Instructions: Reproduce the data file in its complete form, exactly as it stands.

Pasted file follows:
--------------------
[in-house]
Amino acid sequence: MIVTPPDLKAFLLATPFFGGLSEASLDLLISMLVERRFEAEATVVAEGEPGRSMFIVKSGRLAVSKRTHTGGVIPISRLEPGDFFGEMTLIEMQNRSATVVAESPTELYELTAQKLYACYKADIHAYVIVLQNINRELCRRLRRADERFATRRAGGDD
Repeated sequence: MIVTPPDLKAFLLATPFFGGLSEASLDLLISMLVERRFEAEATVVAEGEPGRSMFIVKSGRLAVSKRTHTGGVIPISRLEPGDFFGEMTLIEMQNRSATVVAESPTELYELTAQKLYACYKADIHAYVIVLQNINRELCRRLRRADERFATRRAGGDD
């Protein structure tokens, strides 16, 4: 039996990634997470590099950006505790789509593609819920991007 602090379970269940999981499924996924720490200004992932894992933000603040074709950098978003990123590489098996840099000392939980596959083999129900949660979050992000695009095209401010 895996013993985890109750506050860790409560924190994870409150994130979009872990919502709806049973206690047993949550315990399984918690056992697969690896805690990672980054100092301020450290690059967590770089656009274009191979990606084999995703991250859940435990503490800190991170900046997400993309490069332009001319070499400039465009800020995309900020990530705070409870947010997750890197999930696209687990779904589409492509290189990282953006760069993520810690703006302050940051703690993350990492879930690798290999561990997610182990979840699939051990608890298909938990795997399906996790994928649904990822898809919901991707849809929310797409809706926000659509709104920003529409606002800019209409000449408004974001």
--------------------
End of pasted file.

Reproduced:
[in-house]
Amino acid sequence: MIVTPPDLKAFLLATPFFGGLSEASLDLLISMLVERRFEAEATVVAEGEPGRSMFIVKSGRLAVSKRTHTGGVIPISRLEPGDFFGEMTLIEMQNRSATVVAESPTELYELTAQKLYACYKADIHAYVIVLQNINRELCRRLRRADERFATRRAGGDD
Repeated sequence: MIVTPPDLKAFLLATPFFGGLSEASLDLLISMLVERRFEAEATVVAEGEPGRSMFIVKSGRLAVSKRTHTGGVIPISRLEPGDFFGEMTLIEMQNRSATVVAESPTELYELTAQKLYACYKADIHAYVIVLQNINRELCRRLRRADERFATRRAGGDD
């Protein structure tokens, strides 16, 4: 039996990634997470590099950006505790789509593609819920991007 602090379970269940999981499924996924720490200004992932894992933000603040074709950098978003990123590489098996840099000392939980596959083999129900949660979050992000695009095209401010 895996013993985890109750506050860790409560924190994870409150994130979009872990919502709806049973206690047993949550315990399984918690056992697969690896805690990672980054100092301020450290690059967590770089656009274009191979990606084999995703991250859940435990503490800190991170900046997400993309490069332009001319070499400039465009800020995309900020990530705070409870947010997750890197999930696209687990779904589409492509290189990282953006760069993520810690703006302050940051703690993350990492879930690798290999561990997610182990979840699939051990608890298909938990795997399906996790994928649904990822898809919901991707849809929310797409809706926000659509709104920003529409606002800019209409000449408004974001």